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Wednesday, November 26, 2014

Giving Thanks


As we pause to look back at the past year, I have many things to thank God for. To name just a few:

  • The leg that caused a problem last year is 95% improved. This summer I was able to resume my two-mile daily walks. 
  • My husband is 70 years old, in good health, and not ready to retire.
  • I have climbed the hill of raising a family and now have time to enjoy my twin hobbies of history and writing.
Many years ago I felt called to serve in some kind of mission work. I distinctly remember the moment I told the Lord I am willing to be used wherever He chooses. I had no idea what that might be or where it might take me. I went on, just doing the next thing, and the one after that. I was never called to go anywhere else so I just kept on with what I was doing. Eventually, as I looked back, I saw that God did not need to send me somewhere else to do mission work. I was doing it from my house in my "spare" time without being aware of it.
This morning I received a request for another of my short stories to be printed in the magazine published by Christian Aid Ministries. About 150,000 copies will be distributed in the Romanian, Polish, Russian, and English languages. They also requested permission to use some of my articles in two other countries which are basically closed countries.
I am humbled to think that from the back room of my house I can reach around the world to people I will never meet. It isn't much, but maybe it will help one person turn to God.  I am grateful for the opportunity to be involved in promoting God's work in this way. And on top of that, writing stories is FUN! I am abundantly blessed.

Saturday, November 22, 2014

The End Is In Sight

Things have continued to progress in the church remodeling project during the past month. We are nearing the finish line now and hope to be able to resume our normal schedule by the first Sunday in December. Here are a few pictures of the progress in the past month.

The benches were put back in place after the auditorium was painted and new carpet installed.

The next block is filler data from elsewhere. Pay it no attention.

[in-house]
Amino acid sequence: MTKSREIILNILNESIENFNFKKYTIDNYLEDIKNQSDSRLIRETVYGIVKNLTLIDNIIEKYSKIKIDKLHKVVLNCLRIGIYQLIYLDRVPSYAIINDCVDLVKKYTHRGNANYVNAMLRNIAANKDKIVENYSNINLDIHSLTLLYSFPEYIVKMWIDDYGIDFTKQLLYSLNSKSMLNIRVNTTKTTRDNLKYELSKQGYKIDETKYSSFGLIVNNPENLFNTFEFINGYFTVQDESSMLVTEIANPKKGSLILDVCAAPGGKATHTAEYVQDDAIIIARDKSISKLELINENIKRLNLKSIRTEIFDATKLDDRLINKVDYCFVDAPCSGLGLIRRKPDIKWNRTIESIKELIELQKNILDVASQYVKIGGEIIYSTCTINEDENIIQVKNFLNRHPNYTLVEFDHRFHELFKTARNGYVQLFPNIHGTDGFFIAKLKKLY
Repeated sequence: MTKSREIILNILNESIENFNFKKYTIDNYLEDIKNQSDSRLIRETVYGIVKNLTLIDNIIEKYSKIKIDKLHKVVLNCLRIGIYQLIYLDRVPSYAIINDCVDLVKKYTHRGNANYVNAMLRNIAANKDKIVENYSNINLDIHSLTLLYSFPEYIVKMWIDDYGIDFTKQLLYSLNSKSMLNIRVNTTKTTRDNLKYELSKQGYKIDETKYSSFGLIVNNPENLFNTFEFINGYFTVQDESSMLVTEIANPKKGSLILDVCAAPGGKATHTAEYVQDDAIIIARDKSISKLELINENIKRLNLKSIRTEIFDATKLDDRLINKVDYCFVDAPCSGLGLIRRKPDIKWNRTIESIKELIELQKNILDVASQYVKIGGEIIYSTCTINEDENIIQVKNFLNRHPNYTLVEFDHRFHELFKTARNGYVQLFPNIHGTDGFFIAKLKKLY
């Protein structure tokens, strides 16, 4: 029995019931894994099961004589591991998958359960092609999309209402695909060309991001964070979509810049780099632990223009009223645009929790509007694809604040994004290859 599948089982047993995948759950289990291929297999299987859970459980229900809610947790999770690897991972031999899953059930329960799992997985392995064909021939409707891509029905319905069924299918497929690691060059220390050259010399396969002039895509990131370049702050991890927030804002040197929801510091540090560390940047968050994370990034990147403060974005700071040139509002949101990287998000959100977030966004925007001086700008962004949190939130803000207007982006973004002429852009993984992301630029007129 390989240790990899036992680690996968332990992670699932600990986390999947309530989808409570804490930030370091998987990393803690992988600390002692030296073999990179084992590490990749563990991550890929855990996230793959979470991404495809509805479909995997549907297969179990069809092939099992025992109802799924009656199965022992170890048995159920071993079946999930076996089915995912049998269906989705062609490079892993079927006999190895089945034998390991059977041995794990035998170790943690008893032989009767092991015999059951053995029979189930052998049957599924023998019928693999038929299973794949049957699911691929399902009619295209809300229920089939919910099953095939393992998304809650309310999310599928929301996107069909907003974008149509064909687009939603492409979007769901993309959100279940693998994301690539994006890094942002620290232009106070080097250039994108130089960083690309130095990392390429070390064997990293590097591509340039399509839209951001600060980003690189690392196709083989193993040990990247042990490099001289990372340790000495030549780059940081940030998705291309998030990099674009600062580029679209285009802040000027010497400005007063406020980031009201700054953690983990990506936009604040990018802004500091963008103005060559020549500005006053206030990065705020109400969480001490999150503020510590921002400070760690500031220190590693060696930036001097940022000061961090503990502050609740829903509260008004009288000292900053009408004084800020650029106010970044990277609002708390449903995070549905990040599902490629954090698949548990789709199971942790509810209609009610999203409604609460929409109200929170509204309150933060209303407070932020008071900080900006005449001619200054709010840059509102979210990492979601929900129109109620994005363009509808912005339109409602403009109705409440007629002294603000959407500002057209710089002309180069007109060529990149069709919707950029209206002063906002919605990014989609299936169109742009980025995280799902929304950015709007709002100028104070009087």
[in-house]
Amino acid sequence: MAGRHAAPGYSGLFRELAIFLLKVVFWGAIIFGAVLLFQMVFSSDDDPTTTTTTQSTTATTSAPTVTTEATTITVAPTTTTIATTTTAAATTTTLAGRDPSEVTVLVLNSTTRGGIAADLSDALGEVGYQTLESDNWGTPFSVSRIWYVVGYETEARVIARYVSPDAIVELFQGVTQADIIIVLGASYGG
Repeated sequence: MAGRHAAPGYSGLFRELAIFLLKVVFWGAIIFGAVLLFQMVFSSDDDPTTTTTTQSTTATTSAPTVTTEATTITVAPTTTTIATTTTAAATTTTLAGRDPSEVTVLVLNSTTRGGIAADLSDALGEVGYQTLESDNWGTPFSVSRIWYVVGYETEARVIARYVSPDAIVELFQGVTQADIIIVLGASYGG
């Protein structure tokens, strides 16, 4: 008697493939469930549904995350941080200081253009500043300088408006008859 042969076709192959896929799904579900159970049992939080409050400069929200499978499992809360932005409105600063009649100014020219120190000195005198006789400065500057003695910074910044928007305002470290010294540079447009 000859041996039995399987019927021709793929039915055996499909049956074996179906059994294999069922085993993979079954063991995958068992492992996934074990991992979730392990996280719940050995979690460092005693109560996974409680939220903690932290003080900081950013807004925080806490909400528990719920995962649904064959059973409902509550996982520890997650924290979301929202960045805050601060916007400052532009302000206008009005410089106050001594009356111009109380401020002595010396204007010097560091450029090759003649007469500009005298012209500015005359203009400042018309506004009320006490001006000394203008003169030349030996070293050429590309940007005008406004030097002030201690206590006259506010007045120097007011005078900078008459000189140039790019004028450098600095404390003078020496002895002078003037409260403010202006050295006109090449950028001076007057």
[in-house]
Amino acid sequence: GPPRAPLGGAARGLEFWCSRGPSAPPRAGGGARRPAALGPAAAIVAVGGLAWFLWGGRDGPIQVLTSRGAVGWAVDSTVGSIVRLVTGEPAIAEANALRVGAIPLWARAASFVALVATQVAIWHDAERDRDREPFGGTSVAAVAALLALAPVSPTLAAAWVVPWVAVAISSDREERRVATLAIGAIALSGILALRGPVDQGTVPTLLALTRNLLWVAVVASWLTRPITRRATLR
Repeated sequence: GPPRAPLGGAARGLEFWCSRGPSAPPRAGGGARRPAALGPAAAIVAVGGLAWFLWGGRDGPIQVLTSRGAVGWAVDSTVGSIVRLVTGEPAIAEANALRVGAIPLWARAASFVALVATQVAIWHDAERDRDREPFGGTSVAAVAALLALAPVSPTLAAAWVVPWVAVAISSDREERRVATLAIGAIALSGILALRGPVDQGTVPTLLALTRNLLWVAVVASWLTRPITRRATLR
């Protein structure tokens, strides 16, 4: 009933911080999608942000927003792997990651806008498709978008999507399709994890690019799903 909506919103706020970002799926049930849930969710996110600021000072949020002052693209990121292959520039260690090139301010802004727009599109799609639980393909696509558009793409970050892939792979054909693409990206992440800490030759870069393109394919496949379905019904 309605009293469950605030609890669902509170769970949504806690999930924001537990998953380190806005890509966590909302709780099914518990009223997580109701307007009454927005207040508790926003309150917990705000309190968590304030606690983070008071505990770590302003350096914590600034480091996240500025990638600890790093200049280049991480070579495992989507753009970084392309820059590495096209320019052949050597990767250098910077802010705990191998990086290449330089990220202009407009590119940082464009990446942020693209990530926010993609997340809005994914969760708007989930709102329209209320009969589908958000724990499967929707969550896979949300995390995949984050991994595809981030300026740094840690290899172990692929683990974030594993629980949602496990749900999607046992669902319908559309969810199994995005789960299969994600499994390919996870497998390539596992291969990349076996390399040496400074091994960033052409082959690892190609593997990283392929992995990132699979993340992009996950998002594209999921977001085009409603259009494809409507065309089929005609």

New lights were also installed in the auditorium.

The nursery was painted and updated.

The old men's anteroom now houses the mailbox and opens into the addition.

A new kitchen was installed in the old basement.

The walls in the entire basement were replaced with new insulation and drywall. The clumsy old wooden doors between the Sunday school rooms were replaced with lightweight folding doors.

The addition contains two new Sunday school rooms on both the main floor and basement.

The addition also includes two new his 'n hers bathrooms on the main floor.

The library has been moved to the basement of the addition. Since we are on the library committee, all the library materials have been stored in our garage. This morning we took everything back and put it in place. I have a few details to take care of yet but we should be able to open for business again in December.

An elevator was installed in the new main entrance to provide handicapped access to the main floor.

The stone which had been the cellar wall of the dismantled house was laid around the bottom of the addition to match the stone basement wall of the old building.

It's been a long haul. Work began in April to dismantle the house that used to stand on this spot. But the end is in sight and we will soon be going in and out of these doors every week. Good things take time!

Monday, November 17, 2014

Burkholders In Stone

It's always a good feeling to see a project completed. I was privileged to have that happen again on Saturday when this memorial stone was officially unveiled in the Groffdale Mennonite cemetery. (Click to enlarge)